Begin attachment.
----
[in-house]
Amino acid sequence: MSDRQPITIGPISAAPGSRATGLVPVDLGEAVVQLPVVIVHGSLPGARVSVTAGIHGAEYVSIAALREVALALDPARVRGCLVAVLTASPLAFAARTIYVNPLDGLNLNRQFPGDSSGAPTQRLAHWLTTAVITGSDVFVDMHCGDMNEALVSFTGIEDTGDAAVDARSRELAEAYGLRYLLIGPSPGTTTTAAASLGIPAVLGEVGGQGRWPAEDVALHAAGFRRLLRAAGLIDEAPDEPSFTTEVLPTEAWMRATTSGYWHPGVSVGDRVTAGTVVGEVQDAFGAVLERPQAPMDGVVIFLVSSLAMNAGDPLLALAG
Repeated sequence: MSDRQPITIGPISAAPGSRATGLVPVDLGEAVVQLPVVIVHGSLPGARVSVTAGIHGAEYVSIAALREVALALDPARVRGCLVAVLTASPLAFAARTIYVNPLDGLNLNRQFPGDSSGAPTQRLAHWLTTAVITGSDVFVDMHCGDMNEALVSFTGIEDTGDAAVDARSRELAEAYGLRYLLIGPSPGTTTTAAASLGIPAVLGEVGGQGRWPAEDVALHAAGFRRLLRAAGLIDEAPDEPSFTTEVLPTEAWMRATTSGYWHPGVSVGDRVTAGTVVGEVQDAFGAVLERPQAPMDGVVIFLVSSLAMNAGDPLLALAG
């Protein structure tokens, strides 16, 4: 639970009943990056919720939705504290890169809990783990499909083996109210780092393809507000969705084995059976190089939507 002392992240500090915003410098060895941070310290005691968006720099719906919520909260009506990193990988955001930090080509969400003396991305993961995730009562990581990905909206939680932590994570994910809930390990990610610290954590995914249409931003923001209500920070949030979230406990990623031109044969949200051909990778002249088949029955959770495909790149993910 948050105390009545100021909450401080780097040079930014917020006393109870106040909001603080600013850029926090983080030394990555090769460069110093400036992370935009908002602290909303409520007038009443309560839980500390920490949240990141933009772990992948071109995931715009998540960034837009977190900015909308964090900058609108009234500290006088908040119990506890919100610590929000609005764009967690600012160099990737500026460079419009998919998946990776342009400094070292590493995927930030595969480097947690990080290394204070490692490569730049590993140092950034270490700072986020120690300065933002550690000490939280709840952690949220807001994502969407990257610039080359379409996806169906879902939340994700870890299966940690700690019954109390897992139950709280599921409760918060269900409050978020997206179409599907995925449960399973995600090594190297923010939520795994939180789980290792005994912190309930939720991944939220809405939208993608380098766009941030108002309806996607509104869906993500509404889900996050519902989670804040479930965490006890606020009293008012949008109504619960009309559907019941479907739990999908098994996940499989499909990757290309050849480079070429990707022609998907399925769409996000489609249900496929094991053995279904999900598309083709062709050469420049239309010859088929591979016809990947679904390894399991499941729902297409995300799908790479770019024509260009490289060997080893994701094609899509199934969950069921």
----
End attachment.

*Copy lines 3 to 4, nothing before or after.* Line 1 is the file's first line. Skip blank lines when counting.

Repeated sequence: MSDRQPITIGPISAAPGSRATGLVPVDLGEAVVQLPVVIVHGSLPGARVSVTAGIHGAEYVSIAALREVALALDPARVRGCLVAVLTASPLAFAARTIYVNPLDGLNLNRQFPGDSSGAPTQRLAHWLTTAVITGSDVFVDMHCGDMNEALVSFTGIEDTGDAAVDARSRELAEAYGLRYLLIGPSPGTTTTAAASLGIPAVLGEVGGQGRWPAEDVALHAAGFRRLLRAAGLIDEAPDEPSFTTEVLPTEAWMRATTSGYWHPGVSVGDRVTAGTVVGEVQDAFGAVLERPQAPMDGVVIFLVSSLAMNAGDPLLALAG
């Protein structure tokens, strides 16, 4: 639970009943990056919720939705504290890169809990783990499909083996109210780092393809507000969705084995059976190089939507 002392992240500090915003410098060895941070310290005691968006720099719906919520909260009506990193990988955001930090080509969400003396991305993961995730009562990581990905909206939680932590994570994910809930390990990610610290954590995914249409931003923001209500920070949030979230406990990623031109044969949200051909990778002249088949029955959770495909790149993910 948050105390009545100021909450401080780097040079930014917020006393109870106040909001603080600013850029926090983080030394990555090769460069110093400036992370935009908002602290909303409520007038009443309560839980500390920490949240990141933009772990992948071109995931715009998540960034837009977190900015909308964090900058609108009234500290006088908040119990506890919100610590929000609005764009967690600012160099990737500026460079419009998919998946990776342009400094070292590493995927930030595969480097947690990080290394204070490692490569730049590993140092950034270490700072986020120690300065933002550690000490939280709840952690949220807001994502969407990257610039080359379409996806169906879902939340994700870890299966940690700690019954109390897992139950709280599921409760918060269900409050978020997206179409599907995925449960399973995600090594190297923010939520795994939180789980290792005994912190309930939720991944939220809405939208993608380098766009941030108002309806996607509104869906993500509404889900996050519902989670804040479930965490006890606020009293008012949008109504619960009309559907019941479907739990999908098994996940499989499909990757290309050849480079070429990707022609998907399925769409996000489609249900496929094991053995279904999900598309083709062709050469420049239309010859088929591979016809990947679904390894399991499941729902297409995300799908790479770019024509260009490289060997080893994701094609899509199934969950069921």